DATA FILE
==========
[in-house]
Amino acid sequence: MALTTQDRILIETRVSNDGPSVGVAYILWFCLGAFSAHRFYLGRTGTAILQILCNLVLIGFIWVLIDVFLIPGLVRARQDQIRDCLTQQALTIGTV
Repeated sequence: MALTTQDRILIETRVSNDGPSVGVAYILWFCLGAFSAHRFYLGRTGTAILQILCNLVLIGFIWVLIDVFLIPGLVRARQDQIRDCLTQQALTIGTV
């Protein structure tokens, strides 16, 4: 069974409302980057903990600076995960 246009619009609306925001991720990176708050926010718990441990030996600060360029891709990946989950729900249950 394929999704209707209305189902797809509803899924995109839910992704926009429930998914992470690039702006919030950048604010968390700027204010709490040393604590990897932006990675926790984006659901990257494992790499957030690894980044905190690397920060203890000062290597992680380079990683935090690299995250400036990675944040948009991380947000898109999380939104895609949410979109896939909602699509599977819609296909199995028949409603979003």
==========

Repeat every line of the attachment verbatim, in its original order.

[in-house]
Amino acid sequence: MALTTQDRILIETRVSNDGPSVGVAYILWFCLGAFSAHRFYLGRTGTAILQILCNLVLIGFIWVLIDVFLIPGLVRARQDQIRDCLTQQALTIGTV
Repeated sequence: MALTTQDRILIETRVSNDGPSVGVAYILWFCLGAFSAHRFYLGRTGTAILQILCNLVLIGFIWVLIDVFLIPGLVRARQDQIRDCLTQQALTIGTV
């Protein structure tokens, strides 16, 4: 069974409302980057903990600076995960 246009619009609306925001991720990176708050926010718990441990030996600060360029891709990946989950729900249950 394929999704209707209305189902797809509803899924995109839910992704926009429930998914992470690039702006919030950048604010968390700027204010709490040393604590990897932006990675926790984006659901990257494992790499957030690894980044905190690397920060203890000062290597992680380079990683935090690299995250400036990675944040948009991380947000898109999380939104895609949410979109896939909602699509599977819609296909199995028949409603979003």